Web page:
Derived from Dico: Dictator, Dictum, Addicted(?)

Varro, De Lingua Latina 6.61-2

“The Latin verb dico has a Greek origin, the Greek verb deiknuô which means “to show”. From this meaning, as well, comes dicare “to show, dedicate” as when Ennus writes: “I say that this circus has six little turning posts.” From this word as well we get iudicare, “to judge” because the ius “right thing” is spoken. And from this we get iudex because the judge speaks the judgment (ius dicat) once he has the authority. From the same place, we have dedicate because the ending comes from speaking (Dicendo) certain words.  Thus when a temple is dedicated by a magistrate it is done by speaking after the pontiff. From dicere, from speaking, is indicium (“information”); from this he declares war (indicit); “has invited people” to a funeral (indixit), he has postponed a day (prodixit), he has submitted a judgment (addixit). From this root as well we have named a dictum (“saying”) from farce and also the adjective dictiosus  (“witty”). From this root we also have dicta, orders given by leaders in a military cample; and we also have dictata, dictation exercises in school. And we also have dictator as leader of the people because he must be called (dici) by the counsel. Some old phrase come from this too such as addici nummo (“to be betrayed for a penny”) or dicis causa “for the sake of judicial precedent” and addictus, to be bound to someone.”

 

Dico originem habet Graecam, quod Graeci deiknyo. Hinc etiam dicare, ut ait, Ennius:

Dico VI hunc dicare circum metulas.

Hinc iudicare, quod tunc ius dicatur; hinc iudex, quod ius dicat accepta potestate; hinc dedicat, id est quibusdam verbis dicendo finit: sic, enim aedis sacra a magistratu pontifice praeeunte, dicendo dedicatur. Hinc, ab dicendo, indicium; hinc illa: indicit bellum, indixit funus, prodixit diem, addixit iudicium; hinc appellatum dictum in mimo, ac dictiosus; hinc in manipulis castrensibus dicta ab ducibus; hinc dictata in ludo; hinc dictator magister populi, quod is a consule debet dici; hinc antiqua illa addici numo et dicis causa et addictus.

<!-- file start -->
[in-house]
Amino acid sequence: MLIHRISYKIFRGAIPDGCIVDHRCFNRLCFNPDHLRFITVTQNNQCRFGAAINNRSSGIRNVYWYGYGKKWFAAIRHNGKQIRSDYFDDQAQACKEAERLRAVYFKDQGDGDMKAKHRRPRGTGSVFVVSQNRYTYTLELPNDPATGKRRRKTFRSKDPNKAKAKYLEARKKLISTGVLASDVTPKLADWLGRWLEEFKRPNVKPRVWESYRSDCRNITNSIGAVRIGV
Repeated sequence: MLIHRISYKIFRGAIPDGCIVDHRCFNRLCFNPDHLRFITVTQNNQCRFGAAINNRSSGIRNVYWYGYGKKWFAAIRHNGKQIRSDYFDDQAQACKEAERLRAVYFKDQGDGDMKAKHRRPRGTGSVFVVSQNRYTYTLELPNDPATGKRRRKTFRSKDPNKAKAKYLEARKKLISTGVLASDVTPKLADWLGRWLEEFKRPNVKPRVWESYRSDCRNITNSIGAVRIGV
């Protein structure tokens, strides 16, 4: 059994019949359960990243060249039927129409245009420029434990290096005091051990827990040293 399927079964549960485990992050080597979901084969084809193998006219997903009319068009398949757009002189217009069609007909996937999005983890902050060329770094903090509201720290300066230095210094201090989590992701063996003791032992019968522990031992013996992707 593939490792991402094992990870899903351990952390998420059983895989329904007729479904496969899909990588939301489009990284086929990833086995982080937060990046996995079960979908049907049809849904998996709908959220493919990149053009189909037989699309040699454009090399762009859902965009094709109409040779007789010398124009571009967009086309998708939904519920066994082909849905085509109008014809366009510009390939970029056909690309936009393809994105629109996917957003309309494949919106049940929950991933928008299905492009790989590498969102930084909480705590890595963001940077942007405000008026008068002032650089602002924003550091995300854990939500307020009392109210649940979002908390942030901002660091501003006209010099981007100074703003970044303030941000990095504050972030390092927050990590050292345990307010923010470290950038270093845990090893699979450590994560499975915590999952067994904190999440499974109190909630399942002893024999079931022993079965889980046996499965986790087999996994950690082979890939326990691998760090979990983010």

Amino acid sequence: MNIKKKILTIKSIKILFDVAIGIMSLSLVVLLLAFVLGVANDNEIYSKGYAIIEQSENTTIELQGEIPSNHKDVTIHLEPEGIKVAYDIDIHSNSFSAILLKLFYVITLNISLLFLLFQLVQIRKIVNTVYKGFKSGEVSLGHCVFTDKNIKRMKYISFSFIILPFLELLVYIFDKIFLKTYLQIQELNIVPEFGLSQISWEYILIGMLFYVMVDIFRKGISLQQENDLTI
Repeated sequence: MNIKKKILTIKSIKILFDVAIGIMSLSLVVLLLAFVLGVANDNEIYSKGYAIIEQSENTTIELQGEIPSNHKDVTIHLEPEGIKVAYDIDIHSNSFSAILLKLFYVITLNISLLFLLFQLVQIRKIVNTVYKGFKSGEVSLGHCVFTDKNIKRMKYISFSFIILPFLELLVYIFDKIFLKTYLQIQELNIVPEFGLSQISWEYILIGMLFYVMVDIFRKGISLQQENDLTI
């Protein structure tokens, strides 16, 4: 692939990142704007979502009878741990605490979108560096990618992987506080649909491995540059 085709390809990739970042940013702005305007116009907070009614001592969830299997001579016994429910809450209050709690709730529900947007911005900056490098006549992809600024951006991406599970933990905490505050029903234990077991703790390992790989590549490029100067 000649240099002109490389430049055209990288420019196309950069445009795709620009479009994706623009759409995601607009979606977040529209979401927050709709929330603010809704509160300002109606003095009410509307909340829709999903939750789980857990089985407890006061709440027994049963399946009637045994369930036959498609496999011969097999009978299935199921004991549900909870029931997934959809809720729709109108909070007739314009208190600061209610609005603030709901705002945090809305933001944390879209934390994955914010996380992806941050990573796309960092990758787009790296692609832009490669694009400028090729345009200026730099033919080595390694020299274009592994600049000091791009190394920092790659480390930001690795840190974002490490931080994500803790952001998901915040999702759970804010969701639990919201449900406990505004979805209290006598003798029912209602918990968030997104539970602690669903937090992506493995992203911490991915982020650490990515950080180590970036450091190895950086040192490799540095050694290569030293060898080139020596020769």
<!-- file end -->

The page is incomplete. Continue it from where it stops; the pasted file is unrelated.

Semantic Change and the Challenges of Linguistics: Varro, On the Latin Language, V.2-3

Varro, On the Latin Language, V 2-3

“…The first part, where we consider why and from where words develop, The Greeks call etymology; the second part is semantics. I will speak of these two categories in the following books together but more sparingly of the second.

These things are often rather obscure because every word that has been used does not still exist; the charge of time has made some forgotten. Moreover, every word that still exists, since it may be subject to misuse (applied incorrectly, for example) may not be wholly the same (since many words are altered by changes in spelling). And not every word has its origin from roots based in our own language. Many words indicate a different thing now from what they used to mean: for example, hostis (“enemy”). For, people who used this word in the past meant a foreigner who followed his own native laws; now when they use it they mean what used to be called perduellem (“enemy”).”

priorem illam partem, ubi cur et unde sint verba scrutantur, Graeci vocant etymologian, illam alteram peri semainomenon. De quibus duabus rebus in his libris promiscue dicam, sed exilius de posteriore.

Quae ideo sunt obscuriora, quod neque omnis impositio verborum exstat, quod vetustas quasdam delevit, nec quae exstat sine mendo omnis imposita, nec quae recte est imposita, cuncta manet (multa enim verba litteris commutatis sunt interpolata), neque omnis origo est nostrae linguae e vernaculis verbis, et multa verba aliud nunc ostendunt, aliud ante significabant, ut hostis: nam tum eo verbo dicebant peregrinum qui suis legibus uteretur, nunc dicunt eum quem tum dicebant perduellem.